Belgian league – round 6

10/01/2011
By admin

IMGP5392_lr_cut2Round 6: Rusty start into 2011

In round 6, Europchess 1 defended the lead in Division 3 D with a hard fought 3,5-2,5 against Roeselaere 1. Europchess 2 suffered a heavy defeat (0.5-3.5) against Zottegem 3 and is now trailing at the bottom of Division 4C. In Division 4G, Europchess 3 had to yield 1-3 against the leader of the division, Fleurus 1, but remains in the top half of the Division .

On board 6 of Europchess 1, Luis Busquets Perez defended against the Vienna opening of Kris Muyle (1855). Luis appeared to equalise in the opening and took the risk to castle on the queenside. His opponent then instigated a sharp attack on that part of the board and scored the full point. Despite this 0-1 start, the team fought back.

Georgi Tomov, on board two against Yves Surmont (1996), managed to destroy White’s pawn structure in the opening but had to defend carefully his king. When the first storm was over and Georgi had exchanged the majority of the pieces, the queen and knight ending was better, and ultimately winning, for Black: 1-1.

Facing Bert Feys (1941) on board 4, Jozsef Barta played a very tactical game with Black. Both players left theoretical paths very early on and left their respective kings in the centre. With an excellent pawn move to e5! Jozsef gained ground and gave Europchess the lead: 2-1!

In that situation, the position of Eduardo Semanat Planas against Sander Lefere (1906) was critical. Eduardo had given a pawn with White for attacking chances, which his opponent could only calm down by offering the exchange. Eduardo did not take the material, but continued to go for a King hunt. However, Black defended accurately and Eduardo had to play for a draw in a rook ending with a pawn down, but a more active rook position.

Thomas Wiley on board 1 played a famous “Kasparov” line in the queen’s gambit accepted against Martijn Maddens (2058). He could have created strong pressure on the queenside, but allowed a freeing manoeuvre for Black, after which the Black position was, if anything, more comfortable. In the ensuing endgame, neither side could advance, so a draw was agreed.

With the score being 3 – 2, Frank on board three held the keys for team result. With White against Jan Feys (1955), he gained a solid positional advantage in the middle game and then gave a piece for three pawns. In the opponent’s time trouble, however, he ruined his position, and had to give the exchange to avoid a mate. In the unusual ending, his two advanced passed pawns were nominally weaker than the black rook. Fortunately, Black returned the favour and, in order to avoid losing a piece, had to allow a perpetual check. This draw then sealed the final 3.5-2.5 win for E 1.

Final result:

EUROPCHESS -Roeselaere    3.5 – 2.5


Europchess 2 played a rather strong Zottegem 3. On board 4, Csaba Kancz gained a nice position with Black in a Sicilian against Ruben Smekens (1698). However, Csaba overlooked some tactics and thus lost the exchange. As his swindling chances were limited, the opponent took the full point.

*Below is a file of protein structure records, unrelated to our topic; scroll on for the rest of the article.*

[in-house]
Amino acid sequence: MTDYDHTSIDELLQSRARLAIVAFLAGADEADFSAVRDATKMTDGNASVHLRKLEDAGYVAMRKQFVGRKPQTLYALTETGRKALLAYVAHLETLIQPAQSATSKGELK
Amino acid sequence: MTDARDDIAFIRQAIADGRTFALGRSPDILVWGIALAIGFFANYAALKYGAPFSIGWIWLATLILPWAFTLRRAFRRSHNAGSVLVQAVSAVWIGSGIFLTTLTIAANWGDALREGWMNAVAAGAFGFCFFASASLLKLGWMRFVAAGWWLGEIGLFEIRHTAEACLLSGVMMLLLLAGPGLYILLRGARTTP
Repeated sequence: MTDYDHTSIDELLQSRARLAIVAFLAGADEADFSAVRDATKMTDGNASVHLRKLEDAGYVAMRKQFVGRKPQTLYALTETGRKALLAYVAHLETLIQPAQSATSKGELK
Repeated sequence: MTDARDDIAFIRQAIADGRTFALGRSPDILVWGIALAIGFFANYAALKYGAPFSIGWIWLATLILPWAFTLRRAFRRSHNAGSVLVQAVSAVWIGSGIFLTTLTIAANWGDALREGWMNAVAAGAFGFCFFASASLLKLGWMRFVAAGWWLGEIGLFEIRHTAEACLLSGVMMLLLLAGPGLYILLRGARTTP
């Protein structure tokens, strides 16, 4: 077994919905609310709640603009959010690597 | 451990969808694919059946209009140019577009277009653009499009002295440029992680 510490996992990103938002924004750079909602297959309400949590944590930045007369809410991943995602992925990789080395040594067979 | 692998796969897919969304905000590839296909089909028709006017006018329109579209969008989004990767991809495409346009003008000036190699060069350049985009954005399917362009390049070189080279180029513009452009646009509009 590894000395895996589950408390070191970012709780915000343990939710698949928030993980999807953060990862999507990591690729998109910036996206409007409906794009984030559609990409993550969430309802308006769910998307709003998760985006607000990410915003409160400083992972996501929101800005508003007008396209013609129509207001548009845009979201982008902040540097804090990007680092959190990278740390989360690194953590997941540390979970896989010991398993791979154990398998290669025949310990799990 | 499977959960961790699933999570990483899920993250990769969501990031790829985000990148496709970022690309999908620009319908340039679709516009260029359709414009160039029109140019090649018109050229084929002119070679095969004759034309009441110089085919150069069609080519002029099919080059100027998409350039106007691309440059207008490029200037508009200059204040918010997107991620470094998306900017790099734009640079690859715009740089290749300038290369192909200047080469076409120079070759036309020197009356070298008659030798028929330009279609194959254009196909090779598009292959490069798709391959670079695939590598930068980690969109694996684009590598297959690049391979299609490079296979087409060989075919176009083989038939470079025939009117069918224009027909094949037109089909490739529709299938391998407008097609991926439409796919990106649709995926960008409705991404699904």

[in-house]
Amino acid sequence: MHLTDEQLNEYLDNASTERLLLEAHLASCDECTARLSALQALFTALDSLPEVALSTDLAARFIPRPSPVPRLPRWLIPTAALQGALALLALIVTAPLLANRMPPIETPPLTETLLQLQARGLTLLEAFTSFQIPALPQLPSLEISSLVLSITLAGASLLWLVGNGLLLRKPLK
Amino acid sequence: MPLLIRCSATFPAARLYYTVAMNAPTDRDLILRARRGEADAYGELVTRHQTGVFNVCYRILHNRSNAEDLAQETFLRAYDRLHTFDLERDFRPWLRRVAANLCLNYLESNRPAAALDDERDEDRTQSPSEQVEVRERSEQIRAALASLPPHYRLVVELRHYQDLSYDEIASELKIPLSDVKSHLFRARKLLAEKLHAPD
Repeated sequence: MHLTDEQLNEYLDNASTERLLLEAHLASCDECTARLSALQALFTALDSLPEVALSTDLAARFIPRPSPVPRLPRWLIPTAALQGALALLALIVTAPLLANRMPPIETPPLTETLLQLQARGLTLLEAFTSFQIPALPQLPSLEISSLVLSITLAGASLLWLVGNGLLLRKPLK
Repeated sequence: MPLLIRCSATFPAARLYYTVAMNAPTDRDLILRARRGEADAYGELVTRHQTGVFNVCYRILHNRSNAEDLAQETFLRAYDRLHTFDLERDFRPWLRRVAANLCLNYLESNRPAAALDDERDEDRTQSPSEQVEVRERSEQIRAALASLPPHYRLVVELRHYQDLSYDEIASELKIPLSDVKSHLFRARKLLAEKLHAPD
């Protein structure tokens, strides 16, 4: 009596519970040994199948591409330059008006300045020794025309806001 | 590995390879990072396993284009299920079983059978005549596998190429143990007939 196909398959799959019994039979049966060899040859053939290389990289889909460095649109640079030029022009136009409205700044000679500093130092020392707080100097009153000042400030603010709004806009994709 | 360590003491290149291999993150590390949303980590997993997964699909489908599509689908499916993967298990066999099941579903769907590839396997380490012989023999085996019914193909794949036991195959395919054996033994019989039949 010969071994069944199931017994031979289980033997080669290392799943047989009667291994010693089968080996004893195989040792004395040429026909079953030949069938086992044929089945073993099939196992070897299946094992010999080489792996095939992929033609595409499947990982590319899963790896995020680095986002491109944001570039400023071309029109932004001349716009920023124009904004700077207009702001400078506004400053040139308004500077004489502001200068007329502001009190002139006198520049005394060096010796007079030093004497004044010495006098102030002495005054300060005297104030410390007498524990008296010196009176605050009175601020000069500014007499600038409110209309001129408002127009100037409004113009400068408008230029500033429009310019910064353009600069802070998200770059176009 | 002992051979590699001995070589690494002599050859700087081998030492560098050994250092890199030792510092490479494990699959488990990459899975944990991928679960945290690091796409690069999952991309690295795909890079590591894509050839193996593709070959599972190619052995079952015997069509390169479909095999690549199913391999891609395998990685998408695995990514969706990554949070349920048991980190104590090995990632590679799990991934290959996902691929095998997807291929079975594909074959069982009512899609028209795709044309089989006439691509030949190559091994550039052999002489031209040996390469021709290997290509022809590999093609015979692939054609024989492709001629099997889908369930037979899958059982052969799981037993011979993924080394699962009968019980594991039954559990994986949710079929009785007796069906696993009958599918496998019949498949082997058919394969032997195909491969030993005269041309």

Jeremy Rand on board 3 played against the Caro-Kann of Jan Motte (1732). As Jeremy played very solidly, his opponents offered a draw which Jeremy accepted.

On board 2, Serge Le Gal played the Slav Defence against Krystof Vande Velde (1849). An early sortie of his bishop created some problems, which Serge held under control with accurate defensive moves. However, later on he had to give the a-pawn which remained undefended after queen-side castling, which was the beginning of the end.

With 0.5-2.5 Matias Johannson was defending the honours of the team against Jan Verstraeten (1900).  He played very strongly against Black’s isolani on d5 and got a clear advantage. However, Mattias missed the winning variation. In the early endgame he blundered a piece and therefore lost the full point, unfortunately

Final result:

EUROPCHESS – Zottegem   0.5 – 3.5


With Fleurus 1 the future leader of Division 4 G came to Europchess 3. On board 4, Paris Sansoglou lost a pawn in the opening against Jeffrey Bodart (1551). However, Paris gained some counter-chances in the middlegame and put his pieces on active squares. Nevertheless, the opponent kept on pressing and finally won the full point.

On board three, Milan Pein played with White against Severino Pieroni (1569). When he started to attack the opponent’s centre, Milan sacrificed the d-pawn for initiative. Black had to spend three Queen moves to take the pawn which allowed white to organise his pieces ideally. Milan then tried some play on the queen side, but in a moment of chess blindness miscalculated a series of exchange and ended up a piece down: 0-2.

Kristian Pade Frederiksen held with Black against Thierry Stilmant (1849) on board 2. After an equal middlegame, the “zeitnot” phase again showed Kristian’s iron nerves and a draw was agreed.

This left Luis Parreira on board 1 fighting against Sebastian Marte (1993). Luis gained a more active position in a c3-Sicilian with White and won a pawn in the middlegame. When the game was converted into a Queen’s ending, Luis had a protected passed a-pawn, but Black’s King was nearby. The opponent exchanged the queen’s and steered the game into a drawn pawn-ending.

Final result:

EUROPCHESS – Fleurus   1 – 3


Playing hall (empty)

Playing hall (empty)

Playing hall (full)

Playing hall (full)

Europchess 1

Europchess 1

Europchess 2

Europchess 2

Europchess 3

Europchess 3

This time 3 pawns against a rook was enough for a draw

This time 3 pawns against a rook was enough for a draw

Luis and the Queen endgame

Luis and the Queen endgame

Postmortem

Postmortem

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